Created 23-Aug-13
Modified 23-Aug-13
Visitors 2
40 photos
The Commemorative Air Force (CAF) Airpower History Tour came to the Fargo Air Museum. I was most interested in seeing the B-24A Liberator. I don't recall ever seeing one. It the most produced heavy bomber in World War II. "The B-24 ended World War II as the most produced heavy bomber in history. At over 18,400 units, half by Ford Motor Company, it still holds the distinction as the most-produced American military aircraft." (Wikipedia)
Ever since reading "The Wild Blue" and "Log Of The Liberators" as a kid I've been interested in seeing one. The text below comes from signs set up around the bomber by the crew.

B-24A Liberator 'Diamond Lil'
Contracted to be built for France in 1940 and later redirected to Great Britain as AM927, this Liberator was the 25th (Serial Number 18) built out of a total of 18,482 B-24s. It was accepted by the British in May 1941. Two days later, this aircraft was handed over to Trans World Airlines (TWA) to conduct training of RAF pilots out of Albuquerque, NM. The following month, the right main brake locked up during landing and aircraft departed the runway. Due to the extent of the damage, the aircraft would not be returned to service as a bomber. An arrangement was made between the British Ministry and Consolidated Aircraft Company for the company to keep possession of AM927 for logistic support and further B-24 development.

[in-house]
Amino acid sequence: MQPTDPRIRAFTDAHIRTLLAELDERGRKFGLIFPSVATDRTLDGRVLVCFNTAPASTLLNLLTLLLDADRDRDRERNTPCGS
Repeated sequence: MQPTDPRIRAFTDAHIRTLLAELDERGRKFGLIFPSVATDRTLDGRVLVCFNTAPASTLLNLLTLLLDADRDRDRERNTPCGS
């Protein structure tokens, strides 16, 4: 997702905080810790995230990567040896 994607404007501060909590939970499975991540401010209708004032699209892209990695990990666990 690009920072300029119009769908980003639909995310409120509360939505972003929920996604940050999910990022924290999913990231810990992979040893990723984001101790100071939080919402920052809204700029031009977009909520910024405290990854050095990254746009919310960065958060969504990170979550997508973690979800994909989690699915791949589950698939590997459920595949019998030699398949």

AM927 was immediately utilized as the C-87 Liberator Express prototype and returned to service in July 1942. Throughout the war, the aircraft was used to haul personnel and equipment between the five B 24 production plants and numerous vendors. AM927 was also used extensively for flight test purposes, developing such things as improved flight control characteristics for the later model Liberator bombers.

Since 1968, Diamond Lil as a CAF Aircraft
In May 1968, the CAF purchased the aircraft from Pemex. In 1971, AM927 was painted in the colors of the 98th Bomb Group and given the name 'Diamond Lil'. During the next 20 years 'Diamond Lil' traveled extensively throughout the US- and made an Atlantic crossing to England in 1992. Over the years, many hours and much talent has been dedicated to restoring Diamond Lil to her configuration as a B-24A Bomber. Extra windows and interior items were removed. Bomb racks and equipment were installed. .50 Cal machine guns, the Tail Gun position, and the Greenhouse nose were completed.

B-24A Liberator (also designated as an RLB-30); FAA Registration is N24927
Manufactured by the Consolidated Aircraft Corp. in San Diego, CA
Serial Number 18; Delivered on May 18, 1941; and obtained by the CAF in 1968
Wingspan is 110' and is 66'4" x 17'11" W x H
Max Weight is 56,000 lbs; 29,282 lbs empty with a 8,000 lbs Design Bomb Load.
Max Speed at high altitude is 275 MPH; Max Altitude is 28,000 feet
Four Pratt & Whitney R-1830 (-75 or -94) engines develop 1200 hp each.
It was armed with six M2 50 Caliber Browning Machine Guns
8,000 lbs Bomb Load for a 400 mile missions; 5,000 lbs (800 miles); 1,200 lbs (1200 miles)
The Pilot sat in the Left Seat; Co-Pilot in the Right Seat
Flight Engineer in the Aft Cockpit; Radio Operator in the Upper Mid-Cabin
The Navigator in the Nose with the Bombardier.
Waist Gunners man the Left and Right Window guns.
The Tunnel Gunner on the Aft Cabin Floor with the Tail Gunner behind.

Categories & Keywords
Category:Transportation
Subcategory:Airplanes
Subcategory Detail:Military
Keywords:

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